Once you’ve mastered the five terms that every design thinking expert should know in this post, you are ready to move on to the “master class.”
If you can incorporate the following design thinking terms into casual conversation, (also compiled by ExperiencePoint’s brilliant facilitators) you should be able to convince all of your peers that you are completely up-to-speed on this popular business trend.
Empathy-Based research For those new to design thinking, this is a novel concept. Traditionally, organizations conduct their research with an inward focus, but empathy-based research centers purely around understanding your users. That means that before you can solve a problem or design a better product, you need to develop empathy for the user experience, including where it falls short, what would make it better, and how the decisions you make will improve their lives.
Companies can look at their customers as sources of valuable information that will drive all kinds of new decisions. You don't want to learn about your business from your users, you want to learn about your users from your users — that information is invaluable to the creative process.
The Frequency Trap When you are at the end of a brainstorming session where everyone is voting on their favorite ideas, be on the lookout for the frequency trap. This is the unavoidable tendency to interpret an idea that got the most votes as the best one to move forward with. The idea with the most votes is not always the most original or creative. In fact, it is often the idea that feels the most familiar and comfortable — and thus may be less innovative.
The next time you see your team settling on the familiar instead of pushing the boundaries of what’s possible, casually warn them that they are heading into a frequency trap. It will save them from mediocrity and make you look like a design thinking whiz.
Human-Centered Design Human-centered design is the foundation for all great design thinking, but it requires business leaders to fundamentally reframe the way they think about value and how it is derived. We are so used to putting our own or our company’s needs first that we don’t even question it. Business leaders are encouraged to put humans at the center of the design process — then watch the value to business follow. You can do this by asking two simple questions: “Who is the user we are trying to help with this idea?” and “What is the key benefit for that user?” These simple prompts can be enough to create a paradigm-shifting culture for your organization.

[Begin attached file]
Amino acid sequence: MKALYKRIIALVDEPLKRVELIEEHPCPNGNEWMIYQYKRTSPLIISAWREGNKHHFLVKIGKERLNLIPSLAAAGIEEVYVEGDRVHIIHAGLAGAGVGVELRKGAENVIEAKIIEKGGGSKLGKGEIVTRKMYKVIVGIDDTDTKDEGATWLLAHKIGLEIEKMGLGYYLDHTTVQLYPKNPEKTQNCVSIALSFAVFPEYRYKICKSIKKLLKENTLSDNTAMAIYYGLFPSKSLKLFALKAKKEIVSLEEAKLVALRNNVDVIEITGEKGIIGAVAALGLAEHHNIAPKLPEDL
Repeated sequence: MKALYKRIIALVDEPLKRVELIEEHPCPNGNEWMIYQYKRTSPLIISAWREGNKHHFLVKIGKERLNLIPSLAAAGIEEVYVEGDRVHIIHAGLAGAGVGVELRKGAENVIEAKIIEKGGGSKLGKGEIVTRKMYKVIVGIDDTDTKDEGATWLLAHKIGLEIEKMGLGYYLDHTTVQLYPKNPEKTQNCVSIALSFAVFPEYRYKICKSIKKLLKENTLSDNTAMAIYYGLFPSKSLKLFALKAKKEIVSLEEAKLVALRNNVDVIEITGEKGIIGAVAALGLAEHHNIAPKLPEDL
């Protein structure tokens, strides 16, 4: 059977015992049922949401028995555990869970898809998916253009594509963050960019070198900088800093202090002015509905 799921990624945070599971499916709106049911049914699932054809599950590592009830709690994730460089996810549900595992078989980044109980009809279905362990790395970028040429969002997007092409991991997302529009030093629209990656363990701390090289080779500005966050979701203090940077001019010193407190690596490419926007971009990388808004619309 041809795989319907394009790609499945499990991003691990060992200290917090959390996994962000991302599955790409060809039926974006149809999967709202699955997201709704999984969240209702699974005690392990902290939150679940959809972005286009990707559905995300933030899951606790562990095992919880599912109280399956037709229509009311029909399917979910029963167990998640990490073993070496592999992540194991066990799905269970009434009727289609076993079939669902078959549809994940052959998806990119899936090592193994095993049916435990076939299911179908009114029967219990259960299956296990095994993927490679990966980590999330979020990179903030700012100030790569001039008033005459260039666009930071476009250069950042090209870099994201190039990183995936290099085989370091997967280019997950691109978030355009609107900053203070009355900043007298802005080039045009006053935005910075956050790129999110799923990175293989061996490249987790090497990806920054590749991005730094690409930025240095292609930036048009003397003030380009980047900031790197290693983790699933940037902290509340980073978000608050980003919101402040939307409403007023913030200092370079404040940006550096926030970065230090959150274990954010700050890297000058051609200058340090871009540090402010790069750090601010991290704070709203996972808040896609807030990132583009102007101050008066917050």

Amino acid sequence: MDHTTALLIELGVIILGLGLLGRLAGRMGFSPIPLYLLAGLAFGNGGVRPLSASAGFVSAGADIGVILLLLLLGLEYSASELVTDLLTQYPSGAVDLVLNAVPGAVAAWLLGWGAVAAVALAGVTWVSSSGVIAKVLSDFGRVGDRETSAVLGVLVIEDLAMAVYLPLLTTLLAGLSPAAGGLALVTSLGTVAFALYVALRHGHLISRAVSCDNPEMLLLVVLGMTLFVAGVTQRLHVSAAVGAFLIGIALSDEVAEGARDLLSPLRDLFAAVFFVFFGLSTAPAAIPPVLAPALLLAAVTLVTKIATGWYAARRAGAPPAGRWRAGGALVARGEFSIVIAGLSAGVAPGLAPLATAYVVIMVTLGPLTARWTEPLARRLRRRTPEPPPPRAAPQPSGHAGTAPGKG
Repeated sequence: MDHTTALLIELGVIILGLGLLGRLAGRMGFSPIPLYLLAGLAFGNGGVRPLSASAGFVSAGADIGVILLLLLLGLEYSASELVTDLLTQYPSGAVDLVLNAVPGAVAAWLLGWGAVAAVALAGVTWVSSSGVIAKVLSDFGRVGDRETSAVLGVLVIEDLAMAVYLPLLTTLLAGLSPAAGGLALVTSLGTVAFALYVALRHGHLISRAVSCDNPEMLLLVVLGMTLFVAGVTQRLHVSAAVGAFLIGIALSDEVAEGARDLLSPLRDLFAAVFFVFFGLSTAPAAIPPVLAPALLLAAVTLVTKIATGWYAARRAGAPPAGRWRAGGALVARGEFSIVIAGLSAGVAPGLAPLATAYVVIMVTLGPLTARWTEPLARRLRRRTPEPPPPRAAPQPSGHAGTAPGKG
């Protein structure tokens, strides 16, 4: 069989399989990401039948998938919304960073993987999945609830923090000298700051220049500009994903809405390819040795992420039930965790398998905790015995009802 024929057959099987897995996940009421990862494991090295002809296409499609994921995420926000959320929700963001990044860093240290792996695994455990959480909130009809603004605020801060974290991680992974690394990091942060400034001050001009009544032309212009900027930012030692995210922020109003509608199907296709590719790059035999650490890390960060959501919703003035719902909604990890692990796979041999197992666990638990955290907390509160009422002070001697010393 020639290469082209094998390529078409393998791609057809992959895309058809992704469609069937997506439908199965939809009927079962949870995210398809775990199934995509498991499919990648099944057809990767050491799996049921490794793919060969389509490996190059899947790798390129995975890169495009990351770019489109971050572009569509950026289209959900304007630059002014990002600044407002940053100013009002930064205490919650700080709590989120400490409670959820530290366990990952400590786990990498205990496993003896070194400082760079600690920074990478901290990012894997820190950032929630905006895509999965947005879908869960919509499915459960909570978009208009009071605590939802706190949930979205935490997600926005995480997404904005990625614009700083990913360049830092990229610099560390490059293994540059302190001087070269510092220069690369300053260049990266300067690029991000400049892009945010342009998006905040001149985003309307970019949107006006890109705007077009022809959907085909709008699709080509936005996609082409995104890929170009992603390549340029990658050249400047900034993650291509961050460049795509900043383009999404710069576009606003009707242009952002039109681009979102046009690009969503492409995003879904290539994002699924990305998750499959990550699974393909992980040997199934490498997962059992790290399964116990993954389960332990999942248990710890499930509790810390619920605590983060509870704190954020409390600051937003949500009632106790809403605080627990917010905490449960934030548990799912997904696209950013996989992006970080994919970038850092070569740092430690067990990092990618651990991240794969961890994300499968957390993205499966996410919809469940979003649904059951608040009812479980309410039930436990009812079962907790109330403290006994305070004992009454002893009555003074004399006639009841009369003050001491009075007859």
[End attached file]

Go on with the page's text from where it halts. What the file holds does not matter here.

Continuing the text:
Prototyping Prototyping is often understood by technically-minded people as building a nearly functional version of something. However, in a design thinking context, early prototypes are only meant to be extremely low-fidelity representations of an idea. For example, a paper drawing of a website or a representation of a physical product made of markers taped together. These quick and inexpensive, early prototypes help us iterate towards more functional versions quickly by incorporating our learning.
Defer judgement! One of the most difficult rules of brainstorming is to stop judging every idea — including the ones in your own head. Too often we judge our own ideas and ruthlessly edit them, deeming them unworthy of sharing. Yet, if you can’t overcome your own self-judgement, then all the other ground rules become less effective. Rather than picking apart every idea looking for problems, celebrate the creativity that inspired the ideas and build on them to make them better. At the next brainstorming session — lead the way. Declare a wild idea and just go for it.
Learn how to enable innovation skill-building at scale here or download our free ebook Kickstart Innovation: A Guide for Organizations.